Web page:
SigSauer P239 and Smith & Wesson .380
with accompanying magazines.
Image by Piper Bayard.

Now that we’ve cleared that up, let’s move on to the different types of firearms—automatics, semi-automatics, and revolvers.

Gunner's Mate 1st Class Montrell Dorsey with M240B automatic weapon Image by US Navy, public domain

Gunner’s Mate 1st Class Montrell Dorsey with
M240B automatic weapon
Image by US Navy, public domain

 

With an automatic weapon, the cartridges load into a removable magazine. The weapon is called automatic because when you pull the trigger, it automatically fires repeated bullets until you take your finger off of the trigger. When the shooter fires, the brass shells of the cartridges are ejected from the weapon. Modern automatic weapons are generally illegal for private ownership without special licenses, a ton of paperwork, and a background check so thorough that it would make your personal physician cringe. These licenses are also so expensive that you’d be better off opening a small business instead of pursuing this type of weapon license.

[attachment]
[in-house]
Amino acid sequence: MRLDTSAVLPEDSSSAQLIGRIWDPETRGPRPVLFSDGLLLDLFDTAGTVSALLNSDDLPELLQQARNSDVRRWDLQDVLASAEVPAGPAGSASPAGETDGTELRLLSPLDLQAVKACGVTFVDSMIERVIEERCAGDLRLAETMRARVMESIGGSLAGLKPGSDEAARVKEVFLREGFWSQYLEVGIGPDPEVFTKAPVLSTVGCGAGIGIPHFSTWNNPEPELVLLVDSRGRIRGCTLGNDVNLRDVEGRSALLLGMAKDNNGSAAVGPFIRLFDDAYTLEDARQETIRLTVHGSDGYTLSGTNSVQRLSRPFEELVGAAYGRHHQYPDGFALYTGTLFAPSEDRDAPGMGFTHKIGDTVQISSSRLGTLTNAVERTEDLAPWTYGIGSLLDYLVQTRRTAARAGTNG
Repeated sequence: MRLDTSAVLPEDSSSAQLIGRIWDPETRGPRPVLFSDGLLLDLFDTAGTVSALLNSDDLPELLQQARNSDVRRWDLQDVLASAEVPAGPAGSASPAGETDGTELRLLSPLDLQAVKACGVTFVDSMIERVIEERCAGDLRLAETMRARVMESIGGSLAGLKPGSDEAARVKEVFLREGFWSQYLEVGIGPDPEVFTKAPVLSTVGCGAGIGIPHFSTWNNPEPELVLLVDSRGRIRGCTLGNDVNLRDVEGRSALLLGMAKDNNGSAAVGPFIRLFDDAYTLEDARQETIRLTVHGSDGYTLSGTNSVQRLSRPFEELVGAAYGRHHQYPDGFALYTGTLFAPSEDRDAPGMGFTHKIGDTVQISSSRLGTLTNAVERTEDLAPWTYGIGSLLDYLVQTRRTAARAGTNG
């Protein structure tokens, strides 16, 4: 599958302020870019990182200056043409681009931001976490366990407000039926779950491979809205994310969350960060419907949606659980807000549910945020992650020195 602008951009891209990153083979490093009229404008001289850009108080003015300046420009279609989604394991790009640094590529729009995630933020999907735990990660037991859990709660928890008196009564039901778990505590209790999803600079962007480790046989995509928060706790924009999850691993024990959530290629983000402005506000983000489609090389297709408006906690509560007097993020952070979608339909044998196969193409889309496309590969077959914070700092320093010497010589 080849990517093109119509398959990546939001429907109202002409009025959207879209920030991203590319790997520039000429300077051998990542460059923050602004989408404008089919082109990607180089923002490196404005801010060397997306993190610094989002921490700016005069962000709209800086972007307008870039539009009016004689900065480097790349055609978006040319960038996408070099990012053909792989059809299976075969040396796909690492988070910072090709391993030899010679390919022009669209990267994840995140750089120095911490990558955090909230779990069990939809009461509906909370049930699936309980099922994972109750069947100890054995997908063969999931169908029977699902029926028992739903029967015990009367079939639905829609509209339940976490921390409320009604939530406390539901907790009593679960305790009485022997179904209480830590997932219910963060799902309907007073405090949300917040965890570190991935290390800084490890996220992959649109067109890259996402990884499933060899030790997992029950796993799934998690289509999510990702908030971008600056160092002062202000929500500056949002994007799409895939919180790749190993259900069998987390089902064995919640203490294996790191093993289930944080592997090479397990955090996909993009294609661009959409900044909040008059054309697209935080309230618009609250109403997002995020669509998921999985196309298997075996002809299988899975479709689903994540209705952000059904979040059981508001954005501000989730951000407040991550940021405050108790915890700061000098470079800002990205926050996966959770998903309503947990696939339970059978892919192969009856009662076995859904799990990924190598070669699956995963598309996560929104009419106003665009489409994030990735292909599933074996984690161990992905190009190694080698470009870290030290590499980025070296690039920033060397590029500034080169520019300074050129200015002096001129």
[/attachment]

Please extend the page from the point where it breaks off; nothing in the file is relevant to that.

Smith & Wesson Bodyguard .380 semi-automatic Image by Avicennasis, wikimedia commons.

Smith & Wesson Bodyguard .380 semi-automatic
Image by Avicennasis, wikimedia commons.

A semi-automatic also has cartridges that load into a removable magazine, which, in a pistol such as this one, fits into the handle of the gun. However, one trigger pull equals one shot, and the brass shell from each cartridge is automatically ejected. The weapon does not automatically keep firing.

Semi-automatics are legal in all states, but only to varying degrees in different places. In a few Western states, they practically come as prizes in the bottom of cereal boxes, while in others, only bodyguards of celebrities and politicians who advocate gun control get to carry them. In fact, if the celebrities and politicians are vocal enough in their opposition to private firearms, their bodyguards are approved to operate drones, drive tanks, and launch thermonuclear devices and other weapons of mass destruction :D .